Independent workers and the changing workforce

Publication year


Publication Author

Rose J. Cho, Gail Cooper, Aine Duggan

Independent workers — those who work on a temporary basis for an organization or individual without becoming an employee — make up about a third of the U.S. workforce; that number is expected to reach 40 percent by 2020. Recent graduates and retirees, laid-off workers, low-wage workers and the long-term unemployed (estimated at 3.7 million people) are going into business for themselves or are becoming “discouraged workers” due to the shrinking pool of regular full-time work. Or they take on short-term jobs while they look for something more permanent. By choice or circumstance, “independence” is a daily hustle to make ends meet with gigs, consultancies, stints and small jobs that fit together like a jigsaw puzzle. According to Thomas L. Friedman, these workers are “buoying our economy from below,” and the media hails them as self-determined risk-takers. Whether they make $100,000 a year or struggle to reach $25,000, call themselves freelancers, contractors, solopreneurs or microbusiness owners, they are moving through the same uncertain waters.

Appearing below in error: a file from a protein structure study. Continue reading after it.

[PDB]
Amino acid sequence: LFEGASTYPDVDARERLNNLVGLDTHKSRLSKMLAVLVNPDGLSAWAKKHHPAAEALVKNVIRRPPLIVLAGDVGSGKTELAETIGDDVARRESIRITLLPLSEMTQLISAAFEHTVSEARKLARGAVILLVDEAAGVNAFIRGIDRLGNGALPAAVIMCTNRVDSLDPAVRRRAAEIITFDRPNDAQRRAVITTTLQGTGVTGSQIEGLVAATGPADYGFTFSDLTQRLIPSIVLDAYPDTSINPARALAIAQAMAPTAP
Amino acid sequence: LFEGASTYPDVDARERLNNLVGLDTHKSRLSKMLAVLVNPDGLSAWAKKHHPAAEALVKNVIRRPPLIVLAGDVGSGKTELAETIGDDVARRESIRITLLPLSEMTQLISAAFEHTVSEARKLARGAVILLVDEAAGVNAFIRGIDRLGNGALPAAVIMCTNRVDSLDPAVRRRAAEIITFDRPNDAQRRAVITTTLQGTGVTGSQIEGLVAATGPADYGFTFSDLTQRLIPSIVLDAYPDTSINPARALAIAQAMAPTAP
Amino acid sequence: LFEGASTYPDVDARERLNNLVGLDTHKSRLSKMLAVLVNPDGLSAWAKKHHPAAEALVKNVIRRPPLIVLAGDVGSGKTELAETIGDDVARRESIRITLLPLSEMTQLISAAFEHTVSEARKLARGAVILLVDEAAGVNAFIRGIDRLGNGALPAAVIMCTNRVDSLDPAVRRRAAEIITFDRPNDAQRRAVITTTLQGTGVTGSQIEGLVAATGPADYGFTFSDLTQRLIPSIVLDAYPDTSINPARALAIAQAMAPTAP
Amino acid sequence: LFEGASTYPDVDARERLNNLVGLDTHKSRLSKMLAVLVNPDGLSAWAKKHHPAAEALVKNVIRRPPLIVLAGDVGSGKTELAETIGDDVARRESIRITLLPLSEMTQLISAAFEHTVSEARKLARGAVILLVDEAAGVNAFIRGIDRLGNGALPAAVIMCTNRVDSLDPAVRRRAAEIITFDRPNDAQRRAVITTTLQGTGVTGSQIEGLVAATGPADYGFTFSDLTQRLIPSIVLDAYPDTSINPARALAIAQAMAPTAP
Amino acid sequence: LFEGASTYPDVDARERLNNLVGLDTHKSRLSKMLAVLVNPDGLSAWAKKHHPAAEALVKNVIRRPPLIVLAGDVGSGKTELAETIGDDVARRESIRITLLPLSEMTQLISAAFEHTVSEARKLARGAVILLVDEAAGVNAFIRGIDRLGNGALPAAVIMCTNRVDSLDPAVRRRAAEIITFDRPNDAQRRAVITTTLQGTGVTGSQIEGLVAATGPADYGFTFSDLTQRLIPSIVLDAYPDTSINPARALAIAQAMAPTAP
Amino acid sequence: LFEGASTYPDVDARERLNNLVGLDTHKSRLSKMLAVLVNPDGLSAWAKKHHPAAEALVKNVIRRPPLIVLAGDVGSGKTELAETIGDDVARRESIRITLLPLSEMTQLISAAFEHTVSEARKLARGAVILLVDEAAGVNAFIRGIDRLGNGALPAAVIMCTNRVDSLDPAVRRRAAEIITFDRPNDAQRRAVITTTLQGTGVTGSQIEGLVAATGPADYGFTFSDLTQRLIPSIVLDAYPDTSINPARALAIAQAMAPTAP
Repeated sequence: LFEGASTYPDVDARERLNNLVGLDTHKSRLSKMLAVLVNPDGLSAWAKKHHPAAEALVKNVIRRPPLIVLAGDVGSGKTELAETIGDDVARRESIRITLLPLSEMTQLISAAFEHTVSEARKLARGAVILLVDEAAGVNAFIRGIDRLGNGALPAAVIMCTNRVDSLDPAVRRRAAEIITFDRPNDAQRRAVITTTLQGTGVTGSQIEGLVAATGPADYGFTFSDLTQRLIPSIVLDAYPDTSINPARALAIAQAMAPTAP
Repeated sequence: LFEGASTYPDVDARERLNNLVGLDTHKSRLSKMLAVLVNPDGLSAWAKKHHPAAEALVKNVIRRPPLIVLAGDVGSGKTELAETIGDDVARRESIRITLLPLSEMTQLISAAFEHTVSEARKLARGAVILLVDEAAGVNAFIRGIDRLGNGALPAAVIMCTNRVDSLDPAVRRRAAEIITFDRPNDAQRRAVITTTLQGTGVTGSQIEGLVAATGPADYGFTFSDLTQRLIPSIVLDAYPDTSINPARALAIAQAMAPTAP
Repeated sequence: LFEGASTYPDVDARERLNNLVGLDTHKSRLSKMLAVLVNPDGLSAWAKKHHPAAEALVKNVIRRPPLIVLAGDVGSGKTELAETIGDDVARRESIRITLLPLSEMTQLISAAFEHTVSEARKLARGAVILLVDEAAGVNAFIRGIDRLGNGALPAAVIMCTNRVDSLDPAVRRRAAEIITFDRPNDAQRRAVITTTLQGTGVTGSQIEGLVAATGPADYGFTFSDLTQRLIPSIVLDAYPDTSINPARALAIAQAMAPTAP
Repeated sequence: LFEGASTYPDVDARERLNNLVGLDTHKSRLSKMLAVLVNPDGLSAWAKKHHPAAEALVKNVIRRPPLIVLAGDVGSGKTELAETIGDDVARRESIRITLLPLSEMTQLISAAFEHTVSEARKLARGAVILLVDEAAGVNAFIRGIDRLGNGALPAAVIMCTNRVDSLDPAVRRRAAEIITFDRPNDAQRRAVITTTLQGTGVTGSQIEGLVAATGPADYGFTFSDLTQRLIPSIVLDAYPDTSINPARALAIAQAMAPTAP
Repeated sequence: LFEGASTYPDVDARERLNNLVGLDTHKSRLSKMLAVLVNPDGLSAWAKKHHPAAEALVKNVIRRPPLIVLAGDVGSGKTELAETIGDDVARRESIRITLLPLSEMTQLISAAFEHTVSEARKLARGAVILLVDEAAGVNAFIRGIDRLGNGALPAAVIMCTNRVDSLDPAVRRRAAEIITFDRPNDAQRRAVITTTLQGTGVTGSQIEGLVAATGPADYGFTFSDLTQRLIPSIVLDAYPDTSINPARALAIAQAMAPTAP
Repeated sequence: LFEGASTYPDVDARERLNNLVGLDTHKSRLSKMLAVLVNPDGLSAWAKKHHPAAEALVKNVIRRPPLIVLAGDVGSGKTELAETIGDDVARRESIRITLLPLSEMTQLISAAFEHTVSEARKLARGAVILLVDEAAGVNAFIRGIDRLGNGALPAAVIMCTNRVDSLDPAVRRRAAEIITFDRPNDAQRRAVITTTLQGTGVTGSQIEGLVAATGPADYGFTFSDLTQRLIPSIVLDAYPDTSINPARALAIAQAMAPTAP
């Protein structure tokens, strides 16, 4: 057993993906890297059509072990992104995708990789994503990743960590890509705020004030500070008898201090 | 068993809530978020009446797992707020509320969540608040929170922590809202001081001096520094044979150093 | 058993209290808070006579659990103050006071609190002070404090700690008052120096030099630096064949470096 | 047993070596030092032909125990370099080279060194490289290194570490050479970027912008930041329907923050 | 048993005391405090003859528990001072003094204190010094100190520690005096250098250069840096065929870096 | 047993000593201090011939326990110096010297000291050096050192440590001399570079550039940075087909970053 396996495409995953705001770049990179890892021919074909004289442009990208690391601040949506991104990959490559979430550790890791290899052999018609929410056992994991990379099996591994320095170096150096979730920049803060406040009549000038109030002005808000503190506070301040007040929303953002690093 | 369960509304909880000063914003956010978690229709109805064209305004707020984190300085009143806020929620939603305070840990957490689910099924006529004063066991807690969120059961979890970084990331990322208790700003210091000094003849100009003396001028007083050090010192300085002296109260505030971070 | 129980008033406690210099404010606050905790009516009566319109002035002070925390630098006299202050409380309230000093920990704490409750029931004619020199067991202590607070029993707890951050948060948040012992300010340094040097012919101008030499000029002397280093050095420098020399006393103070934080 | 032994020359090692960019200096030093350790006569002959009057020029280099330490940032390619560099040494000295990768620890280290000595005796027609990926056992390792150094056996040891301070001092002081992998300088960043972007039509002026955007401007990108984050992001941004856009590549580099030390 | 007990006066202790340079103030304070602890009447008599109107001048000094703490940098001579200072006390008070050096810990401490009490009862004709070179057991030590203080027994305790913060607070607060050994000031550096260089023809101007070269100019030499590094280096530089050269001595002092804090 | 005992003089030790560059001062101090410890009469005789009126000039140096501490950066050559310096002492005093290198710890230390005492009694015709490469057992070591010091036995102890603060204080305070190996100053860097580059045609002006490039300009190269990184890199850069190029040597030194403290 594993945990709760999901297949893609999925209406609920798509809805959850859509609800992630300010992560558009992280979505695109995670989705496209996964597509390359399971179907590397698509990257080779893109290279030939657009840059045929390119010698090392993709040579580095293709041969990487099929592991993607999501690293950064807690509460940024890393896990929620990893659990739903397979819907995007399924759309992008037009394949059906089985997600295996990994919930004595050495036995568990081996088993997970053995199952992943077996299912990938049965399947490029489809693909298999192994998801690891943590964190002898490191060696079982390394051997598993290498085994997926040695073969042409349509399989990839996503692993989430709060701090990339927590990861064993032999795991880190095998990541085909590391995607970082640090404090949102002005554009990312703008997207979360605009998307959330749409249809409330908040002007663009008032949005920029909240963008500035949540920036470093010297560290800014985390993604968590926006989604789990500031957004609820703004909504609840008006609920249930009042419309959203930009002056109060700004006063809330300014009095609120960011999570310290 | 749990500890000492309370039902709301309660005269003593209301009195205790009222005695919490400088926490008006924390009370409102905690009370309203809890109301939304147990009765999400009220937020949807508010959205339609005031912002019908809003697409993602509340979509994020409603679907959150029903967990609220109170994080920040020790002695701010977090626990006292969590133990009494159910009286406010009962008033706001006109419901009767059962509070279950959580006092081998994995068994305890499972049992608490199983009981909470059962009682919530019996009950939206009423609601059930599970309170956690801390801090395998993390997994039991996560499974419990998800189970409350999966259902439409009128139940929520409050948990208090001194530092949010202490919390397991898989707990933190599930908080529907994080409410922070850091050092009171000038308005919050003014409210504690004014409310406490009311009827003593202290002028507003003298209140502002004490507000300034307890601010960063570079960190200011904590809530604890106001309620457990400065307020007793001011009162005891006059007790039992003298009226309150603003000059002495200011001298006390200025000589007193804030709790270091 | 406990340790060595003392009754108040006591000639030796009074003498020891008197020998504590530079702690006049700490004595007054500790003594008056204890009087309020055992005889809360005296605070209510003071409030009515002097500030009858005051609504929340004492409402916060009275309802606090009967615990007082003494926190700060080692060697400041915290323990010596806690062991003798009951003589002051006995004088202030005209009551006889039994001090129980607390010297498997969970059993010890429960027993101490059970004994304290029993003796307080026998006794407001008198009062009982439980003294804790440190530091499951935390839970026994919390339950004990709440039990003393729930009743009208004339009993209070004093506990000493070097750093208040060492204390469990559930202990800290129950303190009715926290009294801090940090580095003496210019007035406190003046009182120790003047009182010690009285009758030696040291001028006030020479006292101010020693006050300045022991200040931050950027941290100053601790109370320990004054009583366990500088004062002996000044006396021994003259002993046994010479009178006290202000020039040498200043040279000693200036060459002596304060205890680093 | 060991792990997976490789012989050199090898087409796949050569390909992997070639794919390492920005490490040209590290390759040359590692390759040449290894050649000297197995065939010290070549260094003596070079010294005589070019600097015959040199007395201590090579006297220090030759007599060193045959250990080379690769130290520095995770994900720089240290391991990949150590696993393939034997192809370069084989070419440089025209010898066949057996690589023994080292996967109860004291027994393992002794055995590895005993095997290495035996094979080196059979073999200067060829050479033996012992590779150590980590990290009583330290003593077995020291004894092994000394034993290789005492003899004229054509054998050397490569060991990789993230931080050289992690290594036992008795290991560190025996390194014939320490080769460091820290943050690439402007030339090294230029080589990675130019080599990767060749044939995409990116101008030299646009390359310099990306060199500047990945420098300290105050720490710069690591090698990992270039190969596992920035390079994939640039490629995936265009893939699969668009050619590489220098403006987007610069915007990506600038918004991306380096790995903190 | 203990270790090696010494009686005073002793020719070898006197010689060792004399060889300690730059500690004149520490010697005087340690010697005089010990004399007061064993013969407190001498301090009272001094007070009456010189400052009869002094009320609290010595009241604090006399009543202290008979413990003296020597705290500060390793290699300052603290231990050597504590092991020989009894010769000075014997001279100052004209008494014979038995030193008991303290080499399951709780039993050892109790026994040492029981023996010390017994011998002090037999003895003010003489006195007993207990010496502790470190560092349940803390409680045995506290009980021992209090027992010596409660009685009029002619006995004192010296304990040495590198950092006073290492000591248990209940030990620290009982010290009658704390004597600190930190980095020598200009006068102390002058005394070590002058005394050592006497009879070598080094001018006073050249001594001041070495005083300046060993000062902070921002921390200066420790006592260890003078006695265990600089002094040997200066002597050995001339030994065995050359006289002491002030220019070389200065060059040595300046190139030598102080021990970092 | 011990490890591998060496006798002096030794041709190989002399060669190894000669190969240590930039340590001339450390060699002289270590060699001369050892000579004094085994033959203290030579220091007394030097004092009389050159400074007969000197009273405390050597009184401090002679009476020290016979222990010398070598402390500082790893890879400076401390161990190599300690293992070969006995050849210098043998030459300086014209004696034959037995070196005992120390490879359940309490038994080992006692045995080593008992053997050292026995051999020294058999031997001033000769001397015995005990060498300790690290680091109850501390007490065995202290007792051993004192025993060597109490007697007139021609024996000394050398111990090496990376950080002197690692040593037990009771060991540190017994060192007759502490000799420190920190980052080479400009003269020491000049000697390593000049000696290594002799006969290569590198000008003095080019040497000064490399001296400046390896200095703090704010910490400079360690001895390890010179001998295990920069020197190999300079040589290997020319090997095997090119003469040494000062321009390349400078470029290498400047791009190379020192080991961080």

This primer is part of Re:Gender’s series on precarity — the economic insecurity that comes when work is uncertain, inconsistent and unable to offer a livable wage. The focus is on the independent workforce for two reasons. First, looking at these workers and their circumstances highlights that precarity applies to people across class and should not be considered solely a “poverty issue.” Second, the primer looks into the connection between US economists’ concernsabout middle-class job loss leading to greater economic instability and inequality and the fact that many of those leaving middle-class full-time work are showing up in the independent workforce. Are they empowered workers, liberated from standard workweeks and enjoying work/life balance? New drones in the “gig economy”? The “force that could save the American worker”? Are they leading the way to the New Industrial Revolution? Are they really “the future” or just another version of yesterday’s pieceworkers? These questions will be put into the context of economic trends, business decisions and the evolving relationship between worker and workplace.